I was struck by the footwear of the men on one panel.
I was in the front row for Jemelle Hill's fabulous sneakers.  
It was sunny and in the 70's.  
Visitors were in shorts and t-shirts, blue jeans and backpacks, baby strollers and wheelchairs.

I have no idea what these two were up to.
I didn't notice Jack Sparrow until I was editing the photo.
Mostly, I was obsessed with the bathroom pompoms.

It is wonderful, as David Corn said, to be surrounded by people who love books.
We come in all shapes and sizes.
Very few of us were on our phones.
It's my favorite weekend in Tucson.

Friday, March 3, 2023

I'm Going to Walk Away

I rescued the Homeowner's Association once before, offering up Fast Eddie to fill the leadership vacuum.  He healed schisms and settled disputes, his folksy charm belying a canny intellect.  He loved doing it as he eased into a full retirement.  The neighborhood thrived under his gentle guidance.  

Then he moved away and, once again, I had a hand in convincing another charming and intelligent person to take on the job.  She's a pleasure to work with, running crisp meetings that end in record time.

Through it all, I've been the Landscape Committee.  My duties involve tending to any egregious excesses.  Lifting the tree impinging on the roadway was my major accomplishment.  Over the past 10 or so years, I've probably spent 2 hours on landscaping issues.  

But I'm done.  I don't want any more meetings in my life.  I don't want responsibilities that don't bring me joy.  I'm embarking on the Adulthood of Old Age, and I want to make the most of it.

The most of it doesn't include my HOA.

Thursday, March 2, 2023


I opened the blinds to this:
It just got better.
The sun came up.

I'm driving to pilates,  then walking with Taos Bubbe. More pictures may follow. 

Snow in the desert..... living here never ceases to amaze me. 


If your're reading this without the pictures of snow, come back a bit later in the morning.

There's a ticker going across the bottom of the tv screen describing high winds and thunderstorms and snow until 11am Thursday.  

I want to post it.  Come back when it's live.


Wednesday, March 1, 2023

Triple Sessions - A Snippet

It's a snippet because I'm exhausted.  

I sat in traffic on the way to Pilates at 8.  I misunderstood the teacher's instructions and ended up doing something a lot more difficult than what she had in mind.  I did it well and I was proud.

I zipped home, retrieved my mat, and was at Yoga in Tohono Chul  for the 9:30 class.  It was ccccold when we started and warm and sunny when we finished, full of radiant health and wonder at the world surrounding us.

The day was so beautiful I walked through the gardens, following the new signage to the new location of the old Children's Museum of Oro Valley.  It's more of an activity space than an actual museum, but I think the grandkids will have fun following the signs to get there.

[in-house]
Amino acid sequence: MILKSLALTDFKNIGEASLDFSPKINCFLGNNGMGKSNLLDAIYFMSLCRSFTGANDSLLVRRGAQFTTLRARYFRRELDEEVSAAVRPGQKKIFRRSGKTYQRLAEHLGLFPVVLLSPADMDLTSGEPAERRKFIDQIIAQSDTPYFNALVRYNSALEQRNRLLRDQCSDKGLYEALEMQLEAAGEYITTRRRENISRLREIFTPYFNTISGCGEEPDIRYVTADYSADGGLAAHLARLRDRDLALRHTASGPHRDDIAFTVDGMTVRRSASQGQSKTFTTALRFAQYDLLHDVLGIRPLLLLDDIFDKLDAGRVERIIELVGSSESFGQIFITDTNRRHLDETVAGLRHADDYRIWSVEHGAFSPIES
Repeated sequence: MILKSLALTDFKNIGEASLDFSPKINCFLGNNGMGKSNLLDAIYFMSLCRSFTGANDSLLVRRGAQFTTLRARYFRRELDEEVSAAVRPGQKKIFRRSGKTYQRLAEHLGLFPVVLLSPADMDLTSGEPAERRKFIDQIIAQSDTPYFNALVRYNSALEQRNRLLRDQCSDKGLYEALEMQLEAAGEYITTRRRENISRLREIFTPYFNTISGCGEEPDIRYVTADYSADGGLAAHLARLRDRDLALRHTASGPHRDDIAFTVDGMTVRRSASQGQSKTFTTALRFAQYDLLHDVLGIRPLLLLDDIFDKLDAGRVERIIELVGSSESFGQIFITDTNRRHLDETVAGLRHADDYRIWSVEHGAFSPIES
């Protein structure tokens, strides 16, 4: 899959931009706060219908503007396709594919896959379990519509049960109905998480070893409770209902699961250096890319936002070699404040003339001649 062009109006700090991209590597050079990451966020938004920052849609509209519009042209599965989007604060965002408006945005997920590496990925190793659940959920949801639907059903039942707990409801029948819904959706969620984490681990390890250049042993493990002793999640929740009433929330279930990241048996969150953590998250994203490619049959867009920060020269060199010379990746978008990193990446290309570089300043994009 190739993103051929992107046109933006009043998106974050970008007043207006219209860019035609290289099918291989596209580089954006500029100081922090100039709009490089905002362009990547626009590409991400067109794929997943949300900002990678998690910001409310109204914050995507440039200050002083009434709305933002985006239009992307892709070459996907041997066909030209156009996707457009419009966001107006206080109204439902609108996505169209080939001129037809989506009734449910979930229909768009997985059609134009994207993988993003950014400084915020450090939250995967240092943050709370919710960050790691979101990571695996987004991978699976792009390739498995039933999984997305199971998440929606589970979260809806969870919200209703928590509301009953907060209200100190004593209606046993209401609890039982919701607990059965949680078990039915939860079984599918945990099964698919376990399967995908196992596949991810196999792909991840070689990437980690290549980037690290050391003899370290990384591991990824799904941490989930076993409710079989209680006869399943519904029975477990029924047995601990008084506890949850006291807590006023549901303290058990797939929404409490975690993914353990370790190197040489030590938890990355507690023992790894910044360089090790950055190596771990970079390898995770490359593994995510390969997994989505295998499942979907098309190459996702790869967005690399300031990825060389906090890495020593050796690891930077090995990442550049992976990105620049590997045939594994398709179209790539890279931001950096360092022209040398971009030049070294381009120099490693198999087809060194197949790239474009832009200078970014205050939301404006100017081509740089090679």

That wasn't enough out doors for me.  I headed to Christina-Taylor's path and walked for 2.5 miles at a brisk pace, listening to the History Chicks and reveling in the weather.

I picked up a few things at the grocery store and came home to the couch.

I suppose I could think of something besides a recounting of my day.... but I'm exhausted.

Yay for Science!  I'm exhausted.

Tuesday, February 28, 2023

Dinner With The Boys

They will always be The Boys, though they are now Mr. 17 and  Mr. 19.  

They tease the way they did when I was taking them to pre-school - the big brother asserting dominance and the younger one shrugging it off with a smile that lights up the room.... even when the barbs strike close to home.  

They eat the way they did when Amster and I took them for breakfast after we finished working out - with good table manners and big appetites.  

Tonight the conversation was also about working out and food and friends and school, just as it was all these years, watching them grow from babies to young men, approaching adulthood, right on the cusp.  

It was just the four of us; Amster's tummy kept her home.  My heart was full - the boys wanted to come and celebrate even if Mom couldn't join us.  We had memories to share and jokes to retell and questions that went unanswered . 

Why didn't Mom put me in baseball? from the kid who begged me to take him to play basketball as soon as he could dribble.  

Did I play baseball? from the other one.

We will have many more years to figure out the answers.  We're in each others' lives forever..

Monday, February 27, 2023

A Birthday Weekend

I used to celebrate my Birthday Month.  This is just a scaled back version.

I haven't cooked except when I wanted toast a bagel.  Snooze gave me a free birthday pancake Friday morning.  It was covered in vanilla cream, strawberry coulis, strawberry mascarpone, fresh strawberries, and almond streusel.  It was the richest thing I've ever eaten.  I left very little on the plate.

We went to Ole for the 2nd meal of the day in the late afternoon, with a celebratory margarita (the best in Tucson) to mark the occasion.  The toasted bagel came when the after effects of dinner at 4pm took their toll.